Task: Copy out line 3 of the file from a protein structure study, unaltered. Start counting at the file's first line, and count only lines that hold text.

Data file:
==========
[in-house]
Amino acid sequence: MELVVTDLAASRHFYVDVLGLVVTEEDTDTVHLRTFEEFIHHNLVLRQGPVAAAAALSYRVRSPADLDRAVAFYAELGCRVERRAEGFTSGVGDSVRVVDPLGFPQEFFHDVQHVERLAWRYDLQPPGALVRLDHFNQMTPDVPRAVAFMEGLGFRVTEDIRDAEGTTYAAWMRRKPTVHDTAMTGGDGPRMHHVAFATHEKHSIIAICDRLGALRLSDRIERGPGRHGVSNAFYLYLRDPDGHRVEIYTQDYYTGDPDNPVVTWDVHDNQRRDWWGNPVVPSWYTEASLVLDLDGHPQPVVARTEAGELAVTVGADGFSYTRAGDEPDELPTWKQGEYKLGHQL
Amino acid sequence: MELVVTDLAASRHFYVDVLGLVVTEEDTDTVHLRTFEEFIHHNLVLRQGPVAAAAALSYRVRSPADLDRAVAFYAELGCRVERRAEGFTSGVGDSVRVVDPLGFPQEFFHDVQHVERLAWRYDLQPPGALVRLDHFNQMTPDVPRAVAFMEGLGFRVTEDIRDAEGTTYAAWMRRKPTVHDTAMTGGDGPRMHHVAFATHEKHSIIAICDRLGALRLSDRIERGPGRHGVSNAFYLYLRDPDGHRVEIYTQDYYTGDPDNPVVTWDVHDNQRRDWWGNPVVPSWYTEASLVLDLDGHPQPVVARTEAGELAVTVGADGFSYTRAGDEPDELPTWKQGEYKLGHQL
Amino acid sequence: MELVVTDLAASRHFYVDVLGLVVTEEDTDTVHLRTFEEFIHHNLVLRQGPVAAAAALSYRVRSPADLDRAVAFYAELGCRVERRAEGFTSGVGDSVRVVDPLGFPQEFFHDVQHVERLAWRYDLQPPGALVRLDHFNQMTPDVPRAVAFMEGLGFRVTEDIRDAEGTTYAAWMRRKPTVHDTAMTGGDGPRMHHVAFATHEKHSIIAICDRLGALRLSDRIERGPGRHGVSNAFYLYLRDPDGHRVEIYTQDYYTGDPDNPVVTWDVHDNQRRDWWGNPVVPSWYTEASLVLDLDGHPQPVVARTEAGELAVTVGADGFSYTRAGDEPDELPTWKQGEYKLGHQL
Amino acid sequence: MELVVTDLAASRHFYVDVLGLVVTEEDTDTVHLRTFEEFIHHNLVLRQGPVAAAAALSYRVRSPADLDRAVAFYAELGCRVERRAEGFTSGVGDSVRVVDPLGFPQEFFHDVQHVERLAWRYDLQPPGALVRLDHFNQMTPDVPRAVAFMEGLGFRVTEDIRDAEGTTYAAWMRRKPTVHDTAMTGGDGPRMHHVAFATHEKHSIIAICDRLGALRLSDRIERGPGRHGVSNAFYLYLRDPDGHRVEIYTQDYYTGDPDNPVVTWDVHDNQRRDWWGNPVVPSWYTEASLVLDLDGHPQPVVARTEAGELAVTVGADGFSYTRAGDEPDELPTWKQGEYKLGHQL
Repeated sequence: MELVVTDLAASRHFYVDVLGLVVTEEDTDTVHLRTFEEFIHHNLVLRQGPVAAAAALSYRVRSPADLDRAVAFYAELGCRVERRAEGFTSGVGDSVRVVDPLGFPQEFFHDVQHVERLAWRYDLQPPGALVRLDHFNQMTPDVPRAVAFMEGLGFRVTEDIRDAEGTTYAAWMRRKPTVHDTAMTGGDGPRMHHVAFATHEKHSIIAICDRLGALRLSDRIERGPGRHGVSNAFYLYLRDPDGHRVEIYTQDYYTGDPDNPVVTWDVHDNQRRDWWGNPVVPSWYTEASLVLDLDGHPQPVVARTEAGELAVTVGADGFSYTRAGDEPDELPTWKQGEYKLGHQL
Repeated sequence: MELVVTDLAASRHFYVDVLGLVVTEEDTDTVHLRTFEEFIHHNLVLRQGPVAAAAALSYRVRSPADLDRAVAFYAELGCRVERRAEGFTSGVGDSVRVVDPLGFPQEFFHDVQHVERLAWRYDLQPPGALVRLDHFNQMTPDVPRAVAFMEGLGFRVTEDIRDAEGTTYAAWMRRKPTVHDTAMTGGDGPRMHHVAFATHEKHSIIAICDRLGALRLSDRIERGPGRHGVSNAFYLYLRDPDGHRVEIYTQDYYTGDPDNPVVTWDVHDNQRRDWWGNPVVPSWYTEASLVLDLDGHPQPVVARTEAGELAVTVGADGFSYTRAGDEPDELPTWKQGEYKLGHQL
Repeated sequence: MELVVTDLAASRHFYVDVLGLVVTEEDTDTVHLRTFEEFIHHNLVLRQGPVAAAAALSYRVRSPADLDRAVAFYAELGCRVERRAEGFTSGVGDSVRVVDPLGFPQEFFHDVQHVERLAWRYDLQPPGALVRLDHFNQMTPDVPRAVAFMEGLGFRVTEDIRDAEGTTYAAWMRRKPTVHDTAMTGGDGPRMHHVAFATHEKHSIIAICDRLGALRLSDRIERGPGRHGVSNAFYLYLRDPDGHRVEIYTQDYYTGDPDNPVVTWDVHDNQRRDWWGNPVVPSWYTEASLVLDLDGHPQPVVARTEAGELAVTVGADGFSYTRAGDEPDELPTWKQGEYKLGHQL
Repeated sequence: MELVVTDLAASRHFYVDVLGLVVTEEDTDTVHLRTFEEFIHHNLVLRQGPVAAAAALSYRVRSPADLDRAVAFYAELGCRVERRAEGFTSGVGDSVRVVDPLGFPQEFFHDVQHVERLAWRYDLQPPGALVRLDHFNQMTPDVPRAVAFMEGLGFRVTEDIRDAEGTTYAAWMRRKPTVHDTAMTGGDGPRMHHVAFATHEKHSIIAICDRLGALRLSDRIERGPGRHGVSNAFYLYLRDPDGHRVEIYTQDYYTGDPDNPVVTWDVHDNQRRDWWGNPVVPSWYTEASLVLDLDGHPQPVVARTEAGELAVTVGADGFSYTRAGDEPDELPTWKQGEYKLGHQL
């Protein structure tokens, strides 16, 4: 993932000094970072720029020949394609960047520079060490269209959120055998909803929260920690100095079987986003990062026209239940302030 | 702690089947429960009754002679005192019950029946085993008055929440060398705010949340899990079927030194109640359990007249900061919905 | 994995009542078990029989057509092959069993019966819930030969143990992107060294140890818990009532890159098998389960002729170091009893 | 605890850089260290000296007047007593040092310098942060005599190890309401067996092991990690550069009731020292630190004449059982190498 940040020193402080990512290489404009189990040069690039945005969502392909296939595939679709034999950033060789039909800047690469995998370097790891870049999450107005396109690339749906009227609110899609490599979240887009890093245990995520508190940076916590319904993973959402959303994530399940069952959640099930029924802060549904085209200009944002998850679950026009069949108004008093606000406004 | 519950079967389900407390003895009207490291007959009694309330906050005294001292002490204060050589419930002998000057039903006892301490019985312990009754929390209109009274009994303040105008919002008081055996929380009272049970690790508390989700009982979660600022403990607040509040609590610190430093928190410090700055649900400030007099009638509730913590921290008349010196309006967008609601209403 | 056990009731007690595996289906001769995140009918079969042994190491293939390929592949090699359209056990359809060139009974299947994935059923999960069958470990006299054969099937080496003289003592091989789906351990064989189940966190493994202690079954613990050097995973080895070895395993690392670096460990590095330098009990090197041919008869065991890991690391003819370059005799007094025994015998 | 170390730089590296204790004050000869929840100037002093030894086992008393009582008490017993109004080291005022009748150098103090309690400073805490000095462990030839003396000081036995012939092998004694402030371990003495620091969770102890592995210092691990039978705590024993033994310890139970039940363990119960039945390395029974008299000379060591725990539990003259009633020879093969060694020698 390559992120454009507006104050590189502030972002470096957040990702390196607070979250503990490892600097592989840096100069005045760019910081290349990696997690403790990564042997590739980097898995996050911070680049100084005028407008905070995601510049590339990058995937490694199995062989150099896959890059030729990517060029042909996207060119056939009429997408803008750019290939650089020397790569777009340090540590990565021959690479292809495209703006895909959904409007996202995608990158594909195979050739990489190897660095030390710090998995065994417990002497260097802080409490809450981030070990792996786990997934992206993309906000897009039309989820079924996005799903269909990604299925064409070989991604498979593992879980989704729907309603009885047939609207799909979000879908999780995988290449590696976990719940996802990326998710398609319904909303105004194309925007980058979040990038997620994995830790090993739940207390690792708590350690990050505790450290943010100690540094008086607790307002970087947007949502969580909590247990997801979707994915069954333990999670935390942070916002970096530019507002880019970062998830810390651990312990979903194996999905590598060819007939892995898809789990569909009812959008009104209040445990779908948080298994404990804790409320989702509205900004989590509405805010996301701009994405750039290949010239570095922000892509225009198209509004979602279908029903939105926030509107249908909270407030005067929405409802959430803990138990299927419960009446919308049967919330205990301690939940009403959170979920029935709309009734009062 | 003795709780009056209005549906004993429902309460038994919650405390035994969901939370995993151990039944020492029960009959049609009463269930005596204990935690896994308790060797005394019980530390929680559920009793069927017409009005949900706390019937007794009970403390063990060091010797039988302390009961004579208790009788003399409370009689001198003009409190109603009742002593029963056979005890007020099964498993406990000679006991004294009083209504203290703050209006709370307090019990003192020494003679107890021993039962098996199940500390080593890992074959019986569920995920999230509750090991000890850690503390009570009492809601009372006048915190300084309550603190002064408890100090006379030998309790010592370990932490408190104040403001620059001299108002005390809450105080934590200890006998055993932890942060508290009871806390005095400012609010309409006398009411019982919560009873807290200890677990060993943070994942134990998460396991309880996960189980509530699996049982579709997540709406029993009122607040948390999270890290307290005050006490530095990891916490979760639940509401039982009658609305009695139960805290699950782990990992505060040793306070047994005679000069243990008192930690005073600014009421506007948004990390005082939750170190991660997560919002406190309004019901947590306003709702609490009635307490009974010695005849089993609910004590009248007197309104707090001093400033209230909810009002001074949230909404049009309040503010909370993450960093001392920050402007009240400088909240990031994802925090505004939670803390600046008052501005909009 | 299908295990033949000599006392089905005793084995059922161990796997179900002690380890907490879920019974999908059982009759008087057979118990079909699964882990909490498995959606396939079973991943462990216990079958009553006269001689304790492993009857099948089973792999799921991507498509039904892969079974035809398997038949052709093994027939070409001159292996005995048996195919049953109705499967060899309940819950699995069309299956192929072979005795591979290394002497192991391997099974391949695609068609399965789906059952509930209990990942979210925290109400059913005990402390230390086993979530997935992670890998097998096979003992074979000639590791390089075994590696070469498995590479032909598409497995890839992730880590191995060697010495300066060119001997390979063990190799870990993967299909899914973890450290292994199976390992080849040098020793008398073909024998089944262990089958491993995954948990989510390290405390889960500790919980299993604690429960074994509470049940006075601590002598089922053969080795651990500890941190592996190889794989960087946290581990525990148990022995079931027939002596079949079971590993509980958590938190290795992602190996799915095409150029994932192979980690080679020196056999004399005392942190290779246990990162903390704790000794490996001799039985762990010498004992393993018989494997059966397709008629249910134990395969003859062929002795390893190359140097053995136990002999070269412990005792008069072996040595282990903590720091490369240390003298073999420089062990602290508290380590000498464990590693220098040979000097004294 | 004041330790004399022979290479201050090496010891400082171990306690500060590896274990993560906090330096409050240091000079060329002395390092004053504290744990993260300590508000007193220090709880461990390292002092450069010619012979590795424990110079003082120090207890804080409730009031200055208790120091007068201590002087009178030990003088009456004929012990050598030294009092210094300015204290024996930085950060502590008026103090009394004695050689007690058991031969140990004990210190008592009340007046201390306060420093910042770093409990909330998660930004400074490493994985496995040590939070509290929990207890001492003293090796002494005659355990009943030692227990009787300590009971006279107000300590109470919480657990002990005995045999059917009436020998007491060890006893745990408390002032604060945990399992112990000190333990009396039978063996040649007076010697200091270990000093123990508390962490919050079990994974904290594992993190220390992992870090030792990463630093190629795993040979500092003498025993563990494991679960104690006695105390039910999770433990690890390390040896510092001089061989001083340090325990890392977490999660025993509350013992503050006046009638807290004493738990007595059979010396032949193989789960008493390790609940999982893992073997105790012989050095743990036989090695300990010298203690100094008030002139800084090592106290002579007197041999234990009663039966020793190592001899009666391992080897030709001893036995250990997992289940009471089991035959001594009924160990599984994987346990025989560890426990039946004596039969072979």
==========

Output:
Amino acid sequence: MELVVTDLAASRHFYVDVLGLVVTEEDTDTVHLRTFEEFIHHNLVLRQGPVAAAAALSYRVRSPADLDRAVAFYAELGCRVERRAEGFTSGVGDSVRVVDPLGFPQEFFHDVQHVERLAWRYDLQPPGALVRLDHFNQMTPDVPRAVAFMEGLGFRVTEDIRDAEGTTYAAWMRRKPTVHDTAMTGGDGPRMHHVAFATHEKHSIIAICDRLGALRLSDRIERGPGRHGVSNAFYLYLRDPDGHRVEIYTQDYYTGDPDNPVVTWDVHDNQRRDWWGNPVVPSWYTEASLVLDLDGHPQPVVARTEAGELAVTVGADGFSYTRAGDEPDELPTWKQGEYKLGHQL